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To be cross that f and c words are present in year 5 primary?

(63 Posts)
fullcircleagain Thu 12-Feb-15 21:58:33

Dd is in year 5 in a highly successful school. She's been complaining that in the playground everyone is using the f, s, and once the c word. She hasn't actually told me the words but that's not necessary.

I'm quite shocked. Perhaps I just need to get with the times??!!

Charlotte3333 Thu 12-Feb-15 22:00:18

ES is Y4 and recently announced that he and his friends had been looking up the f word in a dictionary during class time. I was a bit pissy about it because he's only just 9. DH was more impressed that any of those lugnuts knew how to operate a dictionary and said it was normal.

26Point2Miles Thu 12-Feb-15 22:00:28

In your title it says you are cross.... Who with?

GingerCuddleMonster Thu 12-Feb-15 22:01:53

I'd be shock that children were using such language. Young teens and above I'd be unhappy but not shocked but year 5?!

and I'm 25 so not even 'old' yet...grin

Callooh Thu 12-Feb-15 22:02:34

Message deleted by MNHQ. Here's a link to our Talk Guidelines.

Theselittlelightsofmine Thu 12-Feb-15 22:02:52

Message withdrawn at poster's request.

Nanny0gg Thu 12-Feb-15 22:05:13


My DGC go to a 'naice' village school and they've heard it in Year 1.

I am proper old and the boy who sat behind me in 4th Year Juniors (Yr 6) taught me every swear word I've ever known. And that was 50 years ago.

Times haven't changed that much.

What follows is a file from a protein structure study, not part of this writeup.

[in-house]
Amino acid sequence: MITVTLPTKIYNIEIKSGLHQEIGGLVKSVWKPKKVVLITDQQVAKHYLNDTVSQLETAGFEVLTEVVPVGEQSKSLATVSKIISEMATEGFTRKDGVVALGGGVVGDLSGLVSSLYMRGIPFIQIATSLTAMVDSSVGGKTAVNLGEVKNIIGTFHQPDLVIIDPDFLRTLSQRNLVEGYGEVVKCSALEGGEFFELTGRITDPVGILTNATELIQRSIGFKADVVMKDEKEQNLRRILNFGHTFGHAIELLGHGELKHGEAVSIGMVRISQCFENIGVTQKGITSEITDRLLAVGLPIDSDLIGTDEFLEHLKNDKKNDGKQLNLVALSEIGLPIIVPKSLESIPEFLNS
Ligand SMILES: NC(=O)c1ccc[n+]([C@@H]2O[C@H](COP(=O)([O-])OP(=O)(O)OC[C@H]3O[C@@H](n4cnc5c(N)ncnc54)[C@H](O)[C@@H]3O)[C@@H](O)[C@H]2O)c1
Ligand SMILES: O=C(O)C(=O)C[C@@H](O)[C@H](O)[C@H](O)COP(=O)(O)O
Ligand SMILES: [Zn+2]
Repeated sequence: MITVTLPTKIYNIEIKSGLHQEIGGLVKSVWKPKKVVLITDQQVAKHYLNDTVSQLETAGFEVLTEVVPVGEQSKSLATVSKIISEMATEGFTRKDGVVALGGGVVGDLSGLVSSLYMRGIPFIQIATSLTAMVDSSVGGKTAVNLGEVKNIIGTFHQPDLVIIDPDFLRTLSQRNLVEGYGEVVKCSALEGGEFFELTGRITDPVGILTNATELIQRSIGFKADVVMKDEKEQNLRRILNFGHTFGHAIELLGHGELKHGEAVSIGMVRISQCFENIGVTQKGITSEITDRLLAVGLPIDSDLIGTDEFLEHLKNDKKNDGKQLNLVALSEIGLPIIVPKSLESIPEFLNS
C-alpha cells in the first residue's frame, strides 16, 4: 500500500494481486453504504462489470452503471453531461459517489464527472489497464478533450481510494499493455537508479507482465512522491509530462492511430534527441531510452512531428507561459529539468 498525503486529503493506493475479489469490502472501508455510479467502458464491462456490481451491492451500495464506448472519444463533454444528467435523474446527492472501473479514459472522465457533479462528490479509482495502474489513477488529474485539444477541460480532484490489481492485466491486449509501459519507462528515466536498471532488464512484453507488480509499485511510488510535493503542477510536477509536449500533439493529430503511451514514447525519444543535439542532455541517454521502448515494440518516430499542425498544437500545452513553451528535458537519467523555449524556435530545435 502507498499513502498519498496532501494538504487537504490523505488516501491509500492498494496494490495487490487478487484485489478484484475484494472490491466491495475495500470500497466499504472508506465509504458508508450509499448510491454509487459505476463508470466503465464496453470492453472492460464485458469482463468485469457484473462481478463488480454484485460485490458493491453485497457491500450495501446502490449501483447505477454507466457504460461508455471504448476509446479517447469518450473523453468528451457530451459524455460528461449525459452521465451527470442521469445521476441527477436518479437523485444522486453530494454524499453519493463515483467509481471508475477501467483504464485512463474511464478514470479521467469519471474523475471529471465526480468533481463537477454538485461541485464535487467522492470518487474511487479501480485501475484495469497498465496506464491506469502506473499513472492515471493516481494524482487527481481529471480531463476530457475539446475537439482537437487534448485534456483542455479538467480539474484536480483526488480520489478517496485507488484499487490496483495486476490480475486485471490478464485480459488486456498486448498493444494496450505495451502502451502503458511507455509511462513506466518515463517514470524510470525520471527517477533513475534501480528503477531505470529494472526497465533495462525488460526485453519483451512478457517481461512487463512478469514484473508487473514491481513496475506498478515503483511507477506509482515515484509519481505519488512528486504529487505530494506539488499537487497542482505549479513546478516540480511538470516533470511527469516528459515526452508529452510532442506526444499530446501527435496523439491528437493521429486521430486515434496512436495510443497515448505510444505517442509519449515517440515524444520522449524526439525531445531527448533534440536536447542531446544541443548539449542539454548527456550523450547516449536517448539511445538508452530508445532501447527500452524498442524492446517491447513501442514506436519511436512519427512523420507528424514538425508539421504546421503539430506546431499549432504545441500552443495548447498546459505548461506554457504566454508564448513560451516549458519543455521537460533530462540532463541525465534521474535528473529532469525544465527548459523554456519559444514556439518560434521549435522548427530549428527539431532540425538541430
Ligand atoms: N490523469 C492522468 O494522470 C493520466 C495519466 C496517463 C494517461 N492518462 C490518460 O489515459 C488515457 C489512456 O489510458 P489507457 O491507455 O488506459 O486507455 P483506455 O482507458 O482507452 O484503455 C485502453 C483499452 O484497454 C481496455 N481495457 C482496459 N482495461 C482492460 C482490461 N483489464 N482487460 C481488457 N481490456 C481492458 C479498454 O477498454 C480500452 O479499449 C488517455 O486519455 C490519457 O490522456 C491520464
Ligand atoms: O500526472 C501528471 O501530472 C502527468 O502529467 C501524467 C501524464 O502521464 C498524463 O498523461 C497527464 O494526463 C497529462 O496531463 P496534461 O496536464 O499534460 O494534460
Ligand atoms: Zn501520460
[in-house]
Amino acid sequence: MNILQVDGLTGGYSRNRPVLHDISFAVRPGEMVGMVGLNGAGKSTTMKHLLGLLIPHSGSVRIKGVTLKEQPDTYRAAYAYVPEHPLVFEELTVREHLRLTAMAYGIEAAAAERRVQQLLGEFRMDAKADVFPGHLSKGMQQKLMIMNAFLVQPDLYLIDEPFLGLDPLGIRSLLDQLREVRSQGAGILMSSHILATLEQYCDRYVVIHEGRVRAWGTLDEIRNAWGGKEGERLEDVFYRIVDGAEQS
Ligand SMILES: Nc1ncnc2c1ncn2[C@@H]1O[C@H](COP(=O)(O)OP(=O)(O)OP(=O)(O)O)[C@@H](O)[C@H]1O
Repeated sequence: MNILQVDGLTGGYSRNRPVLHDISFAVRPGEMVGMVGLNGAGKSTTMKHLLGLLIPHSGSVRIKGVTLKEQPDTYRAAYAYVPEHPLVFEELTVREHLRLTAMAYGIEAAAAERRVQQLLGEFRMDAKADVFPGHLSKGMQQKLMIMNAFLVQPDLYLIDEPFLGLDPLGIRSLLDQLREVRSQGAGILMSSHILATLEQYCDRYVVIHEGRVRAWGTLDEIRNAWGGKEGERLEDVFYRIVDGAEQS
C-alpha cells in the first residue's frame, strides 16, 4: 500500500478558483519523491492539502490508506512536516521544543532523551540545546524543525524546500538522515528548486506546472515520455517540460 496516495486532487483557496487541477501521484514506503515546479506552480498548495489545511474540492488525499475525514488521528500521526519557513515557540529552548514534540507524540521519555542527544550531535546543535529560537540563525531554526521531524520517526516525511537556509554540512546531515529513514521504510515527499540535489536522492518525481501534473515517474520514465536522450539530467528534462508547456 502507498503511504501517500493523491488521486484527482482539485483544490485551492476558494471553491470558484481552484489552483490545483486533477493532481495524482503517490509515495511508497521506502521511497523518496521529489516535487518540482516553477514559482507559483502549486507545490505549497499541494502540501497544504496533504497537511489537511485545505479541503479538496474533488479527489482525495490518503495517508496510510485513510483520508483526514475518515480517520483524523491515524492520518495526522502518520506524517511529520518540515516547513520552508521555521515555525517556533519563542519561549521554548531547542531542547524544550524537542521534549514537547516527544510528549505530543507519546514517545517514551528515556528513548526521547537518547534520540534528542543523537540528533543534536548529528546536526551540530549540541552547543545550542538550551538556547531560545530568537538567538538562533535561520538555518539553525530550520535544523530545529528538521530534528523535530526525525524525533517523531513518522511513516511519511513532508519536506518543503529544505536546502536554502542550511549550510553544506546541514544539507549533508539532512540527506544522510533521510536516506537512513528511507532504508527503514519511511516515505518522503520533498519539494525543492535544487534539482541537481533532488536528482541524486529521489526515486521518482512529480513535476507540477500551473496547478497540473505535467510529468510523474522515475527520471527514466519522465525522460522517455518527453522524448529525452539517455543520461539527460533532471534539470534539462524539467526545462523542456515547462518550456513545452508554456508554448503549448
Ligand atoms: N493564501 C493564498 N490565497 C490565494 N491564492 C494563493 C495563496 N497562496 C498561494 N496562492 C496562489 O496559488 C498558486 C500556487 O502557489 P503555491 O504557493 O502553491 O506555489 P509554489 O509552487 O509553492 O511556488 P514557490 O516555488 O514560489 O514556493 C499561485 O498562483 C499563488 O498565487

As long as they know they are 'bad' words and musn't be used (and preferably ignored) there's not much else you can do to shield them.

Medoc Thu 12-Feb-15 22:05:39

Y5? FFS- My brother taught me the F-word when he was 4, and I was 6.
Mother was not impressed, but he'd picked it up from big people in the park.

26Point2Miles Thu 12-Feb-15 22:07:20

Year 5 is Middle school here. We don't have primary schools

SorchaN Thu 12-Feb-15 22:08:38

My ten year-old son and eleven year-old daughter are very aware of those words, and we've discussed them. Apparently lots of kids use them in the playground, but not around adults. It doesn't really bother me though; I tend to get cross about other things...

kim147 Thu 12-Feb-15 22:10:48

Message withdrawn at poster's request.

DeanKoontz Thu 12-Feb-15 22:14:15

ds once told me he knew the F word (Yr 1 or 2).

I was shock

What is it? I asked.

It's...... Shit

I think I was more upset that he thought shit began with an F.

tippytappywriter Thu 12-Feb-15 22:15:37

They are just words. They will hear them sooner or later. My children are taught when and where to use them appropriately! I never use the c word and don't think my children have heard that one yet but the others they have. We talk a lot about words and their meaning so they have come home and asked about "naughty" words they have heard.

tippytappywriter Thu 12-Feb-15 22:18:17

And I'd expect those in a highly successful school to have a wide vocab!wink

IrenetheQuaint Thu 12-Feb-15 22:18:19

Gosh, I swore like a trooper when I was 10 in the late 80s. We all did, it was F-word central <nostalgic> It felt glamorous and grown-up, I suppose.